Post PhD Position in Physics at Lund University

Lund University is pleased to invite applicants to apply for a PhD position in medical imaging. The funds for this fellowship are available for 2 years. Potential candidates should apply before January 24, 2020.

LTH forms the Faculty of Engineering at Lund University, with approximately 9 000 students. The research carried out at LTH is of a high international standard and we are continuously developing our teaching methods and adapting our courses to current needs.

The Department of Physics is with a staff of about 350 scientists and educators one of the largest departments within Lund University. There are seven research divisions and a number of research centra within the department. The research activities at the department cover a broad spectrum of modern physics.

The Division of Atomic Physics at the Faculty of Engineering (LTH), Lund University, Sweden has a staff of over 50 researchers including guest researchers and graduate students. The research at the division is mainly based on the use of lasers, ranging from diode lasers to terawatt lasers at the High-Power Laser Facility. Some areas of research are: basic atomic physics including interactions between intense laser-fields and matter and VUV/XUV laser spectroscopy, quantum electronics, quantum optics and solid state spectroscopy, applied molecular spectroscopy, laser applications in medicine and biology, and industrial applications. More information can be found at

This announcement is linked to the Quantum Information Group at the Division of Atomic Physics. The group works on the development of hardware for quantum computing and quantum memories and on developing materials where the speed of light can be slowed by 3-5 orders of magnitude for applications in e.g. laser frequency stabilization and medical imaging and treatment.

The group has a strong activity in quantum information and quantum optics based on light-matter interactions in inorganic crystals doped with rare earth ions. These materials have unique properties as solid state quantum materials due to their exceptionally narrow optical line widths, which also translates to an ability to remain in quantum superposition states over extended periods of time. Rare-earth-ion-doped crystals are also, together with trapped ions and superconducting qubits, one of three quantum computing schemes supported in the first round of the European Union Flagship on Quantum Technology. The group has been a pioneer in introducing quantum memory schemes in rare-earth-ion-doped crystals, a field in which many groups are active today. We have pioneered sophisticated structuring of the inhomogeneous absorption profiles of rare earth-ion doped crystals using optical pumping methods. Recently this has been used to control the speed of light in the crystals. The group has lately attracted considerable external funding for working in these areas and we are expanding our activities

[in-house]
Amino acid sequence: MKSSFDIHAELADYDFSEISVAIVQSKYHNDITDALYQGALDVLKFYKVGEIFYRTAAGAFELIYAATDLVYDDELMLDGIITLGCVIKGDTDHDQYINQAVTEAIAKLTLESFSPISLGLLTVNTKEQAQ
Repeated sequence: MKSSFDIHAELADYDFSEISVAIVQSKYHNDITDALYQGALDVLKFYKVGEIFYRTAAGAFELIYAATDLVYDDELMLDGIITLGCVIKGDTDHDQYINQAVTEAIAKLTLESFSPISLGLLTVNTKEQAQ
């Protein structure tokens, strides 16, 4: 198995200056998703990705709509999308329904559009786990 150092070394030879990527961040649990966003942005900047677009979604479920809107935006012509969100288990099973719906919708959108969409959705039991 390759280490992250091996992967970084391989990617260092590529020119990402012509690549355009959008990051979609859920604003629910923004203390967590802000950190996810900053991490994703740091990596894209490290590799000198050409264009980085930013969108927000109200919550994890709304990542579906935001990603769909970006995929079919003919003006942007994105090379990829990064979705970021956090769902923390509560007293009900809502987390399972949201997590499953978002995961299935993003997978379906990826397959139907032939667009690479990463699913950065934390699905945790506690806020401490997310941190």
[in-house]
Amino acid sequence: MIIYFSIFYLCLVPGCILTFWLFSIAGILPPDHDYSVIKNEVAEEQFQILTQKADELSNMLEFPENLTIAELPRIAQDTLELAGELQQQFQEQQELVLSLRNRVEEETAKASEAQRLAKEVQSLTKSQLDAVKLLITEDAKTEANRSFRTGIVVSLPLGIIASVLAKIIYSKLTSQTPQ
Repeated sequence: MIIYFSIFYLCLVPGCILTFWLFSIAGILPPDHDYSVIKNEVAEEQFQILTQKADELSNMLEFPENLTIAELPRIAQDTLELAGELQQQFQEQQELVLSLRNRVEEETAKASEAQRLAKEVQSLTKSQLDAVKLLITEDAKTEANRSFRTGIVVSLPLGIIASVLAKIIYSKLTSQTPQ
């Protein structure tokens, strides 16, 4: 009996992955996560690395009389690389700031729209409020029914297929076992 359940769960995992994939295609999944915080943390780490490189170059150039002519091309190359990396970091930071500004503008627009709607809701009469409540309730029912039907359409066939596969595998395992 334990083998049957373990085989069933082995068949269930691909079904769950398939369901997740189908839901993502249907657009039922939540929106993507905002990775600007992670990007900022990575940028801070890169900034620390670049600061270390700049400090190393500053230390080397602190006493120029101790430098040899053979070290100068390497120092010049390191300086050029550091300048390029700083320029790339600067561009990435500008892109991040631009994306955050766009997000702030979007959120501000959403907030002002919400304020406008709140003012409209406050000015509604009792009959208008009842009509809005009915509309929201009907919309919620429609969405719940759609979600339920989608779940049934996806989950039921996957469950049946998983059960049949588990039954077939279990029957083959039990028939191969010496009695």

Subject description

Depending on the experience and interest of the candidate a holder of the position could be involved in one or several of the different research project areas briefly described below.

Area 1: Laser stabilization using slow light cavities.

The frequency stability of lasers locked to reference cavities is presently limited by the thermal Brownian motion of the atoms constituting the reference cavities, which causes the length of the cavity to fluctuate with time. The current limit for the average cavity length variation is ~0.1 proton radius. We have demonstrated that slow light effects in Fabry-Prot type cavities made of rare-earth-ion-doped crystal materials can decrease cavity mode spacing and line widths by 3-5 orders of magnitude. Further, we have shown that in such cavities the effect of length fluctuations on the cavity resonance frequency is decreased by 3-5 orders of magnitude compared to a conventional vacuum cavity of the same length. This project aims to explore this quite remarkable feature of such cavities for improving laser frequency stabilization beyond the current limits.

Area 2: development of new techniques for optical deep tissue imaging and medical treatment beyond what is possible today